With the players you have mentioned, it is not at all about not wanting to represent the West Indies in test cricket - Pollard and Gayle have expressly specified the opposite with Pollard in particular making some bitter comments about never being given a chance in test cricket. With the case of Narine, I think it was a bit of the Ajantha Mendis situation where his bowling became ineffective in matches where batsmen didn't have to go after him and could be replaced by a more suitable prospect in Bishoo. Sammy just got sick of the captaincy and putting up with the bullshit from the WICB.

If the WICB was a competent organisation, the players would be keen to represent and whilst there would still be the odd availability clash, I daresay they would be a lot better at working schedules flexibly around to ensure the best team was turning out in the maroon caps.
 

Scotland

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http://www.espncricinfo.com/ci/content/story/404214.html

Speaking on the eve of the Chester-le-Street Test, Gayle claimed he had been misquoted in the interview, but reiterated his personal stance on the longer form of the game. "Test cricket is always going to be there, but they were my views on Test cricket as an individual," he told reporters at the Riverside. "I don't see myself playing Tests for any long period of time. I think Test cricket will always be there.

"Twenty20 has come onboard and it's made a huge impact on the world, it's brilliant, games have been sold out and it has taken the place by storm. I look at Test cricket differently, I don't see it as long term for me, just for me, I'm just speaking about myself."

The lack of interest in test/rep cricket stems in large part from dissatisfaction with the WICB and the commercial realities of playing FC cricket. Someone like Ed Cowan will play 30 or 40 days of Shield cricket this season plus training etc. and I'd be surprised if he made 6 figures. His equivalent in the Windies would make next to nothing.
 

footyfan1978

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All the stars aligned. I think the personality and leadership of Clive Lloyd is a big part of it. Without him, hard to see how the side would gel together because as it is a team of players from different island nations the players do not automatically bond as easily as a bunch of Aussies from same nation do. That is always hard to even imagine for us. A different captain may never have got them feeling as a team like they did then under Lloyd. He had charisma and respect. For last two and bit decades really been a team of individuals watching from afar. Obviously some have a lot of pride in West Indies cricket but for mine, many of them do not care enough about it as a group to ever gel long enough.

As others have alluded to, the timing of mid to late 70's and early 80's probably meant little kids and teenage athletes from these nations were not as saturated with attraction of American sporing culture dream only a small distance away so the natural attraction to their own deeper cricket loving culture was entrenched at the time. Maybe that was eroded after the era of the Lloyd's, Richards, Holding and Roberts was over and was already dying out by 1990 and barely breathing when the next generations of Richardson, Lara, Walsh and Ambrose were going through their careers post Viv Richards retiring. I imagine lots of potential talented kids at sport that might have gone for cricket a generation earlier were now seduced by scholarships to American College sporting world ? Hard to know from this far away but get the sense that went on a bit.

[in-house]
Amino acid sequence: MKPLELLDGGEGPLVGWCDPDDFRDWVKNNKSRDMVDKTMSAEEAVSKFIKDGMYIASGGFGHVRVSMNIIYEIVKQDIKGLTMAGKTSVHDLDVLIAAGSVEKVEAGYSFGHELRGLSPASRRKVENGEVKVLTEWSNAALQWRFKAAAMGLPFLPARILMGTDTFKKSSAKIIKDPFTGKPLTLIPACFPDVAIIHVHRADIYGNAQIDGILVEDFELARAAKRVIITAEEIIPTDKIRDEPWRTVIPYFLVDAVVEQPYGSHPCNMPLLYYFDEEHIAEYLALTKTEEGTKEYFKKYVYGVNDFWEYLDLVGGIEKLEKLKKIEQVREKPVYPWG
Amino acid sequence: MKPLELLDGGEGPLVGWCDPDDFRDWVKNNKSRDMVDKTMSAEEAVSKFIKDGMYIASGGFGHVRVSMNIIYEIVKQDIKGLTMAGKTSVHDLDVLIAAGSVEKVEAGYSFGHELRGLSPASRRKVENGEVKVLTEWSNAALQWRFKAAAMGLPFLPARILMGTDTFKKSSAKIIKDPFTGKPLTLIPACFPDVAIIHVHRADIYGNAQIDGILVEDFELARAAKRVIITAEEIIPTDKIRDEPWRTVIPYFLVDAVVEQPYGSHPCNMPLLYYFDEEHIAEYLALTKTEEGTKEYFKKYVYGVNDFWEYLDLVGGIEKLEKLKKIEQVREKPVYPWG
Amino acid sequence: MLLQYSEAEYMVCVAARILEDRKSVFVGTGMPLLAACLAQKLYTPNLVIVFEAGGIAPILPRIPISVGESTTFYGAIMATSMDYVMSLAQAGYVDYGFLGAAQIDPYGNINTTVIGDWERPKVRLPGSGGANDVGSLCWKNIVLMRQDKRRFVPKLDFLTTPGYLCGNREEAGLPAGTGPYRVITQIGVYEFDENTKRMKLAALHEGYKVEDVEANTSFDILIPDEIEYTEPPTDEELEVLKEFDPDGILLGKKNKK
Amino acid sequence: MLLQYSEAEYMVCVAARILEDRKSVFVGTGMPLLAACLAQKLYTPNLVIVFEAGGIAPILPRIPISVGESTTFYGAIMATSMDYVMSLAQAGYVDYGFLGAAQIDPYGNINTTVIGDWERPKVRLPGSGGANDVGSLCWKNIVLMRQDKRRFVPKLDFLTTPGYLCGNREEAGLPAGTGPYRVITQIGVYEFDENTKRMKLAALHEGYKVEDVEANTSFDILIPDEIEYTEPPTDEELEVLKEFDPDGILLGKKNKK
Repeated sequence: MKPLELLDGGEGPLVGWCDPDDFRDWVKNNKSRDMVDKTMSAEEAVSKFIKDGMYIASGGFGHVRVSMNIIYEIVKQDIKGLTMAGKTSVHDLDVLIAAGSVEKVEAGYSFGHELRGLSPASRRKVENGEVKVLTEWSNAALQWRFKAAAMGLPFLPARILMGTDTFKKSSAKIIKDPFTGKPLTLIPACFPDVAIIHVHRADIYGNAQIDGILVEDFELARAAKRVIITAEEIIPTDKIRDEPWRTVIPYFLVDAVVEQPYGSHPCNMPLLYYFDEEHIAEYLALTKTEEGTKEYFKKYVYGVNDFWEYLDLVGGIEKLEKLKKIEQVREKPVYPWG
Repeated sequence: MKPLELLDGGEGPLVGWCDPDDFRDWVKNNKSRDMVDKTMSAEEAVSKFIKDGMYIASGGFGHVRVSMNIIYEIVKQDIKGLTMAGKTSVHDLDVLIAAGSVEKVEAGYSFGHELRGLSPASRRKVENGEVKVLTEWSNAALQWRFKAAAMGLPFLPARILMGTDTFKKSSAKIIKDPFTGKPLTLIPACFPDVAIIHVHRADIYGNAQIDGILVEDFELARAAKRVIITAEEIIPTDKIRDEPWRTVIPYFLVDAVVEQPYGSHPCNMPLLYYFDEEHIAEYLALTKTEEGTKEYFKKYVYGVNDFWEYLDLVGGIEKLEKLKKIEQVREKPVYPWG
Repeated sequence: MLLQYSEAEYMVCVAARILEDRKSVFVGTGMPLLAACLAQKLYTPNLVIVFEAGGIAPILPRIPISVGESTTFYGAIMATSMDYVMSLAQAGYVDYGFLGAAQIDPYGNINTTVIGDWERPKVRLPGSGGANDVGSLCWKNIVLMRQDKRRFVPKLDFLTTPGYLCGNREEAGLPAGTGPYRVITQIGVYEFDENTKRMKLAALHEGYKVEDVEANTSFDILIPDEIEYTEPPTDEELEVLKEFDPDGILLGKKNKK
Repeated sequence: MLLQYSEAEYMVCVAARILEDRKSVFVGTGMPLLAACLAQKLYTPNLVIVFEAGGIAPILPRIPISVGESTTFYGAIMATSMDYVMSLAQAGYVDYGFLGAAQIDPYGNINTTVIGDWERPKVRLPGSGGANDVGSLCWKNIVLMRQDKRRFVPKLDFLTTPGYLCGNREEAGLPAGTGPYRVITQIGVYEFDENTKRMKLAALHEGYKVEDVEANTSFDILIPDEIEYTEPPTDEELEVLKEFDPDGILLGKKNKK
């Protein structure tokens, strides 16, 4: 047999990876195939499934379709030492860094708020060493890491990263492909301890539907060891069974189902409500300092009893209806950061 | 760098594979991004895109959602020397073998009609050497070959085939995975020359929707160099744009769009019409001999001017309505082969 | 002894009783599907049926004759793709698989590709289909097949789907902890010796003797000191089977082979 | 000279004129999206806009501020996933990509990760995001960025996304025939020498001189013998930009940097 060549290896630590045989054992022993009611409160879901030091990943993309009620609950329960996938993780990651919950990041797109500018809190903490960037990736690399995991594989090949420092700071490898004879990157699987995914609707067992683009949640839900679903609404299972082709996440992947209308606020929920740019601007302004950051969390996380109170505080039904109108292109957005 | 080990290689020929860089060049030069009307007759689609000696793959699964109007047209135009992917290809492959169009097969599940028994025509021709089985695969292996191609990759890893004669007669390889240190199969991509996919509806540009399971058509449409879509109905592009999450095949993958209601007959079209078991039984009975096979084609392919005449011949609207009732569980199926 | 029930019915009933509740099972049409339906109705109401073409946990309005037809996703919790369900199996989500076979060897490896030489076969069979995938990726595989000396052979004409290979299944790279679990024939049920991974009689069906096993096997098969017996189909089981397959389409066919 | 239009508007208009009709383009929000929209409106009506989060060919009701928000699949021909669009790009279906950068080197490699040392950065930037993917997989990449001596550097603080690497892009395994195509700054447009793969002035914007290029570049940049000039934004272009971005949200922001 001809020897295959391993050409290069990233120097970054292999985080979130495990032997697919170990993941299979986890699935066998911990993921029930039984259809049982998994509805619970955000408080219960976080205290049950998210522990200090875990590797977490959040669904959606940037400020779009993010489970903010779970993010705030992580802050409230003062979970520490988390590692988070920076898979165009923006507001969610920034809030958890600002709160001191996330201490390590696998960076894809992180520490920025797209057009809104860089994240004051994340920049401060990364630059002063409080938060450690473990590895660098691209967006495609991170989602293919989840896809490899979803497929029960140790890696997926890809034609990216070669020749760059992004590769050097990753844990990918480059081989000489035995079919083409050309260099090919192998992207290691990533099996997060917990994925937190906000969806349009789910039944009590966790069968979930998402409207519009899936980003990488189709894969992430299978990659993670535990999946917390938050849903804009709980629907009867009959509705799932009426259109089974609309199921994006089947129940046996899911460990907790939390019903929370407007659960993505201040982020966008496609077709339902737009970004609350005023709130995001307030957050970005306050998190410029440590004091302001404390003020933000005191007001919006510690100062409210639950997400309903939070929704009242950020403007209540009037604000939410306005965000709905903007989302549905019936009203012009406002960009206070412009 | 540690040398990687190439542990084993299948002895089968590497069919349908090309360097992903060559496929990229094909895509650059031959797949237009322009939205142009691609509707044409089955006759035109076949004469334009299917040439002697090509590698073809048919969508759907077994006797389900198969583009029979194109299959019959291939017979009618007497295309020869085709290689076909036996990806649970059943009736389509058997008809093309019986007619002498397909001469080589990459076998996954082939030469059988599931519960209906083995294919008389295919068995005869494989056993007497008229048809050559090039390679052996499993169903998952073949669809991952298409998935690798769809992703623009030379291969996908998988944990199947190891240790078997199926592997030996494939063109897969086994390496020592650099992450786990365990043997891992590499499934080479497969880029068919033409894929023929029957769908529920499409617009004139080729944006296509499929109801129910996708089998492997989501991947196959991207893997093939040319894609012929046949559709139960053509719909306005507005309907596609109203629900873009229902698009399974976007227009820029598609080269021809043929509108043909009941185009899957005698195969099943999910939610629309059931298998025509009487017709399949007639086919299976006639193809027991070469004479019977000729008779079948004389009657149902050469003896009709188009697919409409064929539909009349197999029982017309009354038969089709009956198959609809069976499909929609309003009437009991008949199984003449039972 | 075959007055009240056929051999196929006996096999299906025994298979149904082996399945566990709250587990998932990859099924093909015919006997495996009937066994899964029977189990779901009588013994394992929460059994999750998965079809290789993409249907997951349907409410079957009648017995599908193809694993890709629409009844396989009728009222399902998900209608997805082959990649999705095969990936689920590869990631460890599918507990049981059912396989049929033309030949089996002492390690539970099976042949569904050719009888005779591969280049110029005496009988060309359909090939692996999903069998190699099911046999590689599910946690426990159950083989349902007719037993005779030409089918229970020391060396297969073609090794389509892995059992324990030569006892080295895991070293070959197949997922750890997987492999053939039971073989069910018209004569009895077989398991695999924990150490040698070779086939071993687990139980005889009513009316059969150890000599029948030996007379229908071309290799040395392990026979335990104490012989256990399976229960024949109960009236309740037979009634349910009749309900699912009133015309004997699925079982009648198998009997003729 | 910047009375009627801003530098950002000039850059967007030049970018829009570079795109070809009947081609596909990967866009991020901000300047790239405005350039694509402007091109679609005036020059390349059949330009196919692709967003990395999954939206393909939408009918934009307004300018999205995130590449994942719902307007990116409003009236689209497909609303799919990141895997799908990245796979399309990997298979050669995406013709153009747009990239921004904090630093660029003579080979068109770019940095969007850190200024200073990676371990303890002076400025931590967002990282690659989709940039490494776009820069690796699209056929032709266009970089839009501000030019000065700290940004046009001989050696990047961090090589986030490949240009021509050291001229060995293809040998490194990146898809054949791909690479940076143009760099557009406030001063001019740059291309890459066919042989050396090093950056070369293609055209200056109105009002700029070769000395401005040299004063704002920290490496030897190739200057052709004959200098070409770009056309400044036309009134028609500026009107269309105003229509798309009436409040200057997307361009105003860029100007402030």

There just has been no sense of leadership from their players or admin since the 1990's started. They held on for a couple more years before dethroned and then been decades of individuals since. Hooper, Lara and now Gayle all seem stars as individual cricketers but that seems all that is left for West Indies cricketers. The politics of their admin from different islands has seemed to have no harmony and on field rarely looked a team since early 90's. We are now about a quarter of a decade later since Viv Richards and Greenidge seemed the last of the greats from the Clive Lloyd lead era.

I also feel that pure cycle that bunch of very fast and talented bowlers happened at similar time.
To me that is no different to we having an abundance of talented bats in late 90's and early 2000's and we barely got 2 or 3 decent batsmen now.

Just seems harder now for all the factors to be aligned for West Indies to have an era like it again.
One can only hope I am wrong as cricket world was more exciting with them as a power of cricket world.

Seems so much duller now where the void has to be filled by lesser powers such as India and England as nations we hope to have exciting series against and push our own standards higher. There was a Mount Everest to climb to be best in world when West Indies were a real power. Now it feels like to be number 1 in world you only need to climb the Mount Dandenongs. Laughable we cannot even do that right now ourselves.
 
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Scotland

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Have the Caribbean grounds played a role?